Wahluke Slope is backbone of Washington wine industry

By on July 24, 2016
The Wahluke Slope in Washington state is one of the Columbia Valley's key grape-growing areas.

Workers harvest wine grapes on the western Wahluke Slope in Washington’s Columbia Valley. (Photo by Andy Perdue/Great Northwest Wine)

Washington winemakers have long regarded the arid and remote Wahluke Slope as a stable and important part of their arsenal.

The Wahluke Slope is an 81,000-acre region surrounded on three sides by the Columbia River. Annually, it can be counted on as one of the warmest agricultural areas in Washington. Today, about 9,000 acres of wine grapes are grown on the Wahluke Slope.

Pronounced “wah-LUKE,” the Wahluke Slope was formed about 12,000 years ago by a series of cataclysmic floods during the end of the last ice age. The result is a region that is consistent in soil type across its 13-mile width. In addition, the Wahluke Slope is rarely struck by the occasional arctic events that can damage Washington vineyards.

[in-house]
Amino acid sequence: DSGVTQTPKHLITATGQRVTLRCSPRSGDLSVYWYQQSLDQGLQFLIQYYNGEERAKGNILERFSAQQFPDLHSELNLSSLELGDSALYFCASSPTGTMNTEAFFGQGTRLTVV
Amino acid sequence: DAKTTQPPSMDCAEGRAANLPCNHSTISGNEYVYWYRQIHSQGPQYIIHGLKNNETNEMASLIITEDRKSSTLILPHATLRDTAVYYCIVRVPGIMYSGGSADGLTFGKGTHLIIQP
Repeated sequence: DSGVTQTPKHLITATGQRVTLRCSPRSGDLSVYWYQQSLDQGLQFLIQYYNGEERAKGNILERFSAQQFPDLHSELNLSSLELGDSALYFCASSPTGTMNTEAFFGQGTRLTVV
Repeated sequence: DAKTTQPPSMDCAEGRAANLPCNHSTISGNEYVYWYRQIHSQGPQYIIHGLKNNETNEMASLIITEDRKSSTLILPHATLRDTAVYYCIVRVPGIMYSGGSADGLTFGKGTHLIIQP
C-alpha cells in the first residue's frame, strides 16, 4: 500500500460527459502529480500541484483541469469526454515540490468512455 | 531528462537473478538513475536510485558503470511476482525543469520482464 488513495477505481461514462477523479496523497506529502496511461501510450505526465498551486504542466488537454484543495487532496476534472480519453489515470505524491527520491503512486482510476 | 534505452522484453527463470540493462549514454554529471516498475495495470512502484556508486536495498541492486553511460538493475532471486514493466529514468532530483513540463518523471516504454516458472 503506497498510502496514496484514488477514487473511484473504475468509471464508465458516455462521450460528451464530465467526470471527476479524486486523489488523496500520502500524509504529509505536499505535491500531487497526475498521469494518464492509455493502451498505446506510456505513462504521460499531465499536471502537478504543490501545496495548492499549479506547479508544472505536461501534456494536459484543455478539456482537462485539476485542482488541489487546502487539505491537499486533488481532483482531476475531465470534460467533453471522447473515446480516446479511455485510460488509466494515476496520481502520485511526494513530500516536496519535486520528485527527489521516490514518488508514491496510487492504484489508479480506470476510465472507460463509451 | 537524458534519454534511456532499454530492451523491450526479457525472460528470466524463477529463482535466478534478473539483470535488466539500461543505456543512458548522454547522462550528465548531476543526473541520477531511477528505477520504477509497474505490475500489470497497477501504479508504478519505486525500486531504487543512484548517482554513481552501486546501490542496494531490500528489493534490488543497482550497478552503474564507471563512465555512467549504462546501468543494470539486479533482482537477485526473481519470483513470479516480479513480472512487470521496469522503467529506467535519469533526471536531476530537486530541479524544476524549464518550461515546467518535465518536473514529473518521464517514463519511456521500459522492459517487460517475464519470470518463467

While many grape varieties are able to grow on the Wahluke Slope, the best tend to be Syrah, Merlot and Cabernet Sauvignon.

Here are a dozen delicious wines from the Wahluke Slope that we’ve tasted recently.

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About Great Northwest Wine

Articles authored by Great Northwest Wine are co-authored by Eric Degerman and Andy Perdue. In most cases, these are wine reviews that are judged blind by the Great Northwest Wine tasting panel.

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